Folwell says gay marriage ban would fulfill campaign pledge
Published 12:00 am Wednesday, August 17, 2011
By Karissa Minn
SALISBURY — A proposed amendment to the state constitution banning same-sex marriage gives voters the choice they were promised, Rep. Dale Folwell, speaker pro tem of the N.C. House of Representatives, said Tuesday.
During their campaigns, Folwell said, many of legislators said they were in favor of passing a constitutional amendment to define marriage as being between a man and a woman. Next month, they’ll get the chance to do just that and place the amendment before voters.
In a special session starting Sept. 12, the General Assembly likely will consider the “Defense of Marriage Act” and other proposed amendments.
Folwell, a Republican, visited Rowan County on Tuesday to speak to the Tea Party Patriots about this year’s legislative session under the new Republican majority.
Before the meeting, Folwell told the Post that tea party members and others are frustrated with state and federal government, in part because elected officials haven’t lived up to their promises.
It’s already illegal for same-sex couples to marry in North Carolina, but the amendment would constitutionally require the state to only recognize marriage between a man and a woman as valid.
“If you step back from the subject itself, we are doing what we told the people we were going to do,” Folwell said. “At the end of the day, we are not changing the constitution. We are pushing power to the people that the constitution belongs to and asking them to decide whether they want to change it.”
A three-fifths majority of both the House and Senate would need to pass the amendment before presenting it to voters on the November 2012 ballot.
Gov. Bev Perdue could not veto any constitutional amendments.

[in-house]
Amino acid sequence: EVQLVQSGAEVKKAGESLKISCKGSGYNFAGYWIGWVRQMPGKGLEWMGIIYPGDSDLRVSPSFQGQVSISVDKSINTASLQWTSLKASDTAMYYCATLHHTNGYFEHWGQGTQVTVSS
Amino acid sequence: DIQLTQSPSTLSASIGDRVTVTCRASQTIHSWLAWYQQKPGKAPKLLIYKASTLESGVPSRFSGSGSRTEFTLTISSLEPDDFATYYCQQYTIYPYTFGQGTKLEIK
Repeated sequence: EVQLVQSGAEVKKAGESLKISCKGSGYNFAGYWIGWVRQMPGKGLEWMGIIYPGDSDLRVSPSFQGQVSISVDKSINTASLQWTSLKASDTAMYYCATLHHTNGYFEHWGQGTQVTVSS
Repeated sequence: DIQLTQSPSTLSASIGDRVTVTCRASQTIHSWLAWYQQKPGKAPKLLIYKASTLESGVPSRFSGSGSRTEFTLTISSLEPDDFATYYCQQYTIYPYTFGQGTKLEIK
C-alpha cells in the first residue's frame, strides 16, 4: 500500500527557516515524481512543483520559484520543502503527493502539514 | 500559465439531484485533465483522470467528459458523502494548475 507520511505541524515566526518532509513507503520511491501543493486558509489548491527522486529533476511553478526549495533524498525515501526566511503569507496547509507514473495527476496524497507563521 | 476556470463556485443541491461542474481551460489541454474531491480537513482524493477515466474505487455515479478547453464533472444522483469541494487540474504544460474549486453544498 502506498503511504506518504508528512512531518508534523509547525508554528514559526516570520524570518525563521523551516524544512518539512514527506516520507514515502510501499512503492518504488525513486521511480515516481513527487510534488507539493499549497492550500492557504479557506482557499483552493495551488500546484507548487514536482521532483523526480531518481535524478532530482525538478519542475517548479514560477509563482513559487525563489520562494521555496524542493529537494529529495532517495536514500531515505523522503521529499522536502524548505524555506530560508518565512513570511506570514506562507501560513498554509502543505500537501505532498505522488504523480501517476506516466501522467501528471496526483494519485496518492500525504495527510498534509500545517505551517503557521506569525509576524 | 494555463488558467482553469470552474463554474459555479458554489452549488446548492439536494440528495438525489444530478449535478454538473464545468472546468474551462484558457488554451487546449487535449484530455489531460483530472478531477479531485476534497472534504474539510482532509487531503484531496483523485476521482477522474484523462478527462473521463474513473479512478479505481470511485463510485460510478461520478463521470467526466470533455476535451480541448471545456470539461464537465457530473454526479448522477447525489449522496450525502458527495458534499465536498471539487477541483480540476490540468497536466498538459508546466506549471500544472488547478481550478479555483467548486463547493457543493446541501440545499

Another proposed amendment would prohibit governments from seizing private property for anything other than a public use. The amendment also would require “just compensation” for the property owner.
“Not having eminent domain protection hurts poor people more than anyone else in the state,” Folwell said.
A third amendment up for consideration would limit the terms of the speaker of the House and the president pro tempore of the Senate to two regular sessions of the General Assembly, or four years.
Prior service as speaker or president pro tempore would not count toward the term limits.
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Other topics Folwell brought up include the state’s high unemployment rate, its schools’ low graduation rate and its debt-ridden budget.
He said the Republican majority has passed tax cuts and regulatory changes that are meant to create jobs and ease the burden on taxpayers.
“How we got here is over-taxation, over-regulation and less accountability,” Folwell said. “This year, we did tort reform and medical malpractice reform, and I was responsible for workers’ compensation reform.”
He said this lowers North Carolina’s high cost of doing business in the state, which should bring more companies here.
Changes to the budget this year will help North Carolina live within its means, he said, and begin to build up a substantial “rainy day fund” that it didn’t have before.
When asked how the budget cuts would affect schools, Folwell said the state is focusing on more efficient ways to improve education.
“The days of ‘spraying and praying’ — spraying money on public education on and praying that it works — are over,” he said.
Folwell added that superintendents have said they can operate under the state budget and weather this storm without firing classroom teachers.
Contact reporter Karissa Minn at 704-797-4222.